Restless in remission

Keeya standing on a paddleboard making the peace sign

You know that feeling when you decide you’re ready to be discharged from the hospital? Like you’re thankful for all everyone has done, but you’re about to rip out your IV and get the hell out of there? As the nurses finalize the paperwork, you’re sitting on the very edge of the bed, next to your packed bag, prioritizing your to do list. 

It’s been two months since I went into remission from mast cell activation syndrome (MCAS) and I wake up every morning ready to burst out of my condo. When I started this blog, I worried that I would not be able to write posts regularly because of chronic illness. Ironically, writing during remission feels impossible. After spending five years in pain and isolation, I’m not interested in sitting still.

Of course, I never imagined MCAS remission was a possibility for me. I had heard about it, but knew it was rare. Remission doesn’t mean I don’t have MCAS anymore. It means I don’t have the symptoms of MCAS on my current treatment. Please read my tick saga if you haven’t already to learn about how I went into remission and my current treatment.

Since MCAS remission, I have also stopped my dysautonomia medication and my dysautonomia symptoms have disappeared. My resting heart rate has gone from 81 bpm to 69 bpm! I am more active than ever, yet I have not had a single EDS-related injury or subluxation. Before remission, I experienced subluxations about every three days from walking. Clearly, mast cells impact our nervous systems and connective tissues. I hope my remission will encourage more dysautonomia (e.g. POTS) and Ehlers-Danlos syndrome patients to pursue MCAS testing and evaluation.

Everything is brighter, happier, and more amazing. Not only can I do all the things and eat all the things, but I am raving like a kid, soaking in every experience. I am overwhelmed, overjoyed, and a little lost. For the last five years, every hour was dictated by mast cell disease. There were so many rules, many of them conflicting. I had whittled my life to a strict regime dictated by pain, not joy.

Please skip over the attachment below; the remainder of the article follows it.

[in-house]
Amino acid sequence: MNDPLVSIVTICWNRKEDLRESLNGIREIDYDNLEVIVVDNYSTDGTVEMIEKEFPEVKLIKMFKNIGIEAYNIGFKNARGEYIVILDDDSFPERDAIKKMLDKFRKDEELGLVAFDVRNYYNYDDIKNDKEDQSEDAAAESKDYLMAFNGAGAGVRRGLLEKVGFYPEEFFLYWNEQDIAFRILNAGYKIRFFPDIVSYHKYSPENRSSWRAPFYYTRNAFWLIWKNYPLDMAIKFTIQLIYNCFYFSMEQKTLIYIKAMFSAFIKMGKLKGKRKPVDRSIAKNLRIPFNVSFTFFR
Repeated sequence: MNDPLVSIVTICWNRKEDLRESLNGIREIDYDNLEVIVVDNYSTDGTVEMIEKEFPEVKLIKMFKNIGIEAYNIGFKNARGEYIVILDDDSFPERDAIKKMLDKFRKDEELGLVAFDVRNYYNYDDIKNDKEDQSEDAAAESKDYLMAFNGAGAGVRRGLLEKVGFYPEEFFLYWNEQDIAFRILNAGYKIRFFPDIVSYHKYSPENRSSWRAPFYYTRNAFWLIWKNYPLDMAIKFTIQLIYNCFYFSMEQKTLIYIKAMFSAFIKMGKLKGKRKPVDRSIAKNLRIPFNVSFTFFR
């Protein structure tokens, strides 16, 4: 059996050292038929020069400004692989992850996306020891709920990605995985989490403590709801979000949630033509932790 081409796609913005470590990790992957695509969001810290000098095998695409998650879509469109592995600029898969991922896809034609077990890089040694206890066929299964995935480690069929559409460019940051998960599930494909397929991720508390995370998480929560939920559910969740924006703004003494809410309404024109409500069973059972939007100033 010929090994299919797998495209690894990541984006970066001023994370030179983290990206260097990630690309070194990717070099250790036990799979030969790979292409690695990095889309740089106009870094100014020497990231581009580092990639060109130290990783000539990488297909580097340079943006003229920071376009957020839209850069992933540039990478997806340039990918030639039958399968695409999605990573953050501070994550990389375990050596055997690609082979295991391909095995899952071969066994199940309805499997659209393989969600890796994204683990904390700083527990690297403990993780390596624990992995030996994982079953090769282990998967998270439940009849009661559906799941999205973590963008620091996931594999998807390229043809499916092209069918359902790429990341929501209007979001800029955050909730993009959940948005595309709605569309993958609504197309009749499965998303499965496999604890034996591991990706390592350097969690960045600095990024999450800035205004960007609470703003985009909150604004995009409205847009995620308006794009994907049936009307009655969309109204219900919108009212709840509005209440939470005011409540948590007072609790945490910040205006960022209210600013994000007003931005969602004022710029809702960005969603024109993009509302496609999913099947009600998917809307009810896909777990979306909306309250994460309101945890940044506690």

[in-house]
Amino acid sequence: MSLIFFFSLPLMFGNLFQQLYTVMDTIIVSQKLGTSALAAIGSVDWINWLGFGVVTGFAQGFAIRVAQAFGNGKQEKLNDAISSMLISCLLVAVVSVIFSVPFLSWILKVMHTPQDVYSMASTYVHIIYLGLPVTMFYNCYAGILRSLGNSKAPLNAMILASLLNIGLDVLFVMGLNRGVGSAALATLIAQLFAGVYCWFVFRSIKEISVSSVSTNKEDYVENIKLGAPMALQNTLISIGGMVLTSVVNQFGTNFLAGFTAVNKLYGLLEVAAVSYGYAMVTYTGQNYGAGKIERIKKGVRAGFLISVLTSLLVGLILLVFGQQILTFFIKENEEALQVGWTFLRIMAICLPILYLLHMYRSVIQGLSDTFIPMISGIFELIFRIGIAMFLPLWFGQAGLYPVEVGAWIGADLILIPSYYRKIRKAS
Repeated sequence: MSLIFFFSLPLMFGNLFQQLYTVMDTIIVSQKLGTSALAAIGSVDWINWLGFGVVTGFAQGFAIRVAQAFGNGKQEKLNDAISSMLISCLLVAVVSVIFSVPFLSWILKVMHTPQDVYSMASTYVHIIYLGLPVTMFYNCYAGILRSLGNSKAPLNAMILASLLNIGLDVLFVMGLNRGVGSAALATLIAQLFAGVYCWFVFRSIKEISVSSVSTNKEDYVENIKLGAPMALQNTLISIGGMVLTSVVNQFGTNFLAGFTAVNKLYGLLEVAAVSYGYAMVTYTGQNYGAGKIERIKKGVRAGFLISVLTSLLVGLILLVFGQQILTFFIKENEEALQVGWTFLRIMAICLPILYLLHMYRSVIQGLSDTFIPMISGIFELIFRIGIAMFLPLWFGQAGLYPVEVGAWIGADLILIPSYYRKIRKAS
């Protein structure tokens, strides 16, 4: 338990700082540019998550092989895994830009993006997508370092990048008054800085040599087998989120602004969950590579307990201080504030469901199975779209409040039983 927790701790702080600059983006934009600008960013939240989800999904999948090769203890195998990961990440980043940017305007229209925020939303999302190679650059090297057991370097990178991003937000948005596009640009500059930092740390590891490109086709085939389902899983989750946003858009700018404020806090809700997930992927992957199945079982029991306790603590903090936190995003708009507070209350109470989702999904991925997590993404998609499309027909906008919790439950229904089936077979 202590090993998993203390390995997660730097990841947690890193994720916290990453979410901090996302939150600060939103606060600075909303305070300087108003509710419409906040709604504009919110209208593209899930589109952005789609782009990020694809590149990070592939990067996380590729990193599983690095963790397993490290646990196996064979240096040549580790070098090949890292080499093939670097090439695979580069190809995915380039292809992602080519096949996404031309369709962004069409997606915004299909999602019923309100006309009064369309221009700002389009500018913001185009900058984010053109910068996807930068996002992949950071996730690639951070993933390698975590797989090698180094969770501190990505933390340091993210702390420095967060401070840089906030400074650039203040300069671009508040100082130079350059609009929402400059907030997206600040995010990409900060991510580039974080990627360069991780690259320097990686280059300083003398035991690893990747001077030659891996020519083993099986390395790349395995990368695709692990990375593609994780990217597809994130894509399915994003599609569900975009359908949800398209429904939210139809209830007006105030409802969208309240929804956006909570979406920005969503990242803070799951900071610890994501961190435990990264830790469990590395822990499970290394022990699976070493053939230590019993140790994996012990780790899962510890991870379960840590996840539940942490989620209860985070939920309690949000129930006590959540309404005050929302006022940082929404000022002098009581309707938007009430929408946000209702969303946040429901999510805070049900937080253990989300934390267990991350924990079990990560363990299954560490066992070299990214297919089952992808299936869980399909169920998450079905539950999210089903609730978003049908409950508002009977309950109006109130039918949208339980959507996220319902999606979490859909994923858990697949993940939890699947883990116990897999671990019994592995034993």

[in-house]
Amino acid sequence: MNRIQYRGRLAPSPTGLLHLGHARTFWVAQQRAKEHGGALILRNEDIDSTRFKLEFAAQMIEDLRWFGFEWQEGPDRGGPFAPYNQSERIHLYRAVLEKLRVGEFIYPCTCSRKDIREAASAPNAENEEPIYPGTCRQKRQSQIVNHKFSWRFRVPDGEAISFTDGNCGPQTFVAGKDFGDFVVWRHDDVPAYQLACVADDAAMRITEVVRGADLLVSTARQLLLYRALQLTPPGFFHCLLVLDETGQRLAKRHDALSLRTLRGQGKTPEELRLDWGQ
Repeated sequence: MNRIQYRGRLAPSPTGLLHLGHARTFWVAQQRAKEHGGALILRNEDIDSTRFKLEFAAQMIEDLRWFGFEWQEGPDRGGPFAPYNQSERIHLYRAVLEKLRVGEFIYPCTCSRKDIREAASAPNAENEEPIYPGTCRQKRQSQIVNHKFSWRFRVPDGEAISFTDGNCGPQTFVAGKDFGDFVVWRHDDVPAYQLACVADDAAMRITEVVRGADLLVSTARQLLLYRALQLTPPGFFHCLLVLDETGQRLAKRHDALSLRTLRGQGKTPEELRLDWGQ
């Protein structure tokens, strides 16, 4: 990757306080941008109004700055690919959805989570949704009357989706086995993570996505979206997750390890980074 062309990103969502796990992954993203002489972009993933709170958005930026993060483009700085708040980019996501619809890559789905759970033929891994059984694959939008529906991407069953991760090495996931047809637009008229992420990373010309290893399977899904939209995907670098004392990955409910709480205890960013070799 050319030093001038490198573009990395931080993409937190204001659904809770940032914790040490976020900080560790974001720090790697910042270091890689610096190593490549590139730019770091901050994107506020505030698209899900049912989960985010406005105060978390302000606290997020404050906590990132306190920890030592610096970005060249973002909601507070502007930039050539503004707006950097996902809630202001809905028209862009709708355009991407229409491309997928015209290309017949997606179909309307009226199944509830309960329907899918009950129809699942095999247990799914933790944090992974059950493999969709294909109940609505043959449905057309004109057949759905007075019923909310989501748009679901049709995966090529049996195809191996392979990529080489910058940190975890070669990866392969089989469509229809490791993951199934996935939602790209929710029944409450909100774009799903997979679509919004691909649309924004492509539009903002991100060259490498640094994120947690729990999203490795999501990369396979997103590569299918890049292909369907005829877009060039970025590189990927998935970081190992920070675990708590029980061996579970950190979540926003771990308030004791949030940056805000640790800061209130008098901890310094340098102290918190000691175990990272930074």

I have been so isolated for so long that I just want to scream, “WHAT ARE MY CHOICES?”

In actuality, when I went to the grocery store and faced all the choices, I grabbed avocados, pasta sauce, and ice cream, before running out to avoid a panic attack. I can eat anything I want without rescue medication or feeling like I’m going to birth a demon, but I’ve also learned drinking four margaritas or eating an entire bag of sour cream and onion chips doesn’t make me feel great either. 

My favorite food is cherry tomatoes. I still hide in the corner on my kitchen and binge entire packages like I’m about to get in trouble. Before remission, I would have barfed before getting the second tomato in my mouth, because of histamine. Yet, my stomach pain has disappeared, and I have tapered of Prilosec completely. (Just 8 months ago, I had an endoscopy that showed inflammation and the gastroenterologist said there was nothing more he could do for me.)

Keeya and a big sandwich
I became vegetarian shortly after this sandwich. HA. Part of my spontaneous Florida vacation.

Every day I seek a new adventure. I assumed my muscles would be atrophied from five years of disability, but it appears they mostly just lacked oxygen. I rarely get sore afterwards. I don’t have to worry about one minute of sun or heat making me swell and vomit for the next 24 hours. I have paddled, floated, and swum in lakes, rivers, pools, and the ocean. My daily step average went from 5k to 15k. My cross-training includes weekly running, pickleball, and paddleboard. My lungs have never felt this clear; I have struggled with asthma my entire life. My worst injury has been blisters.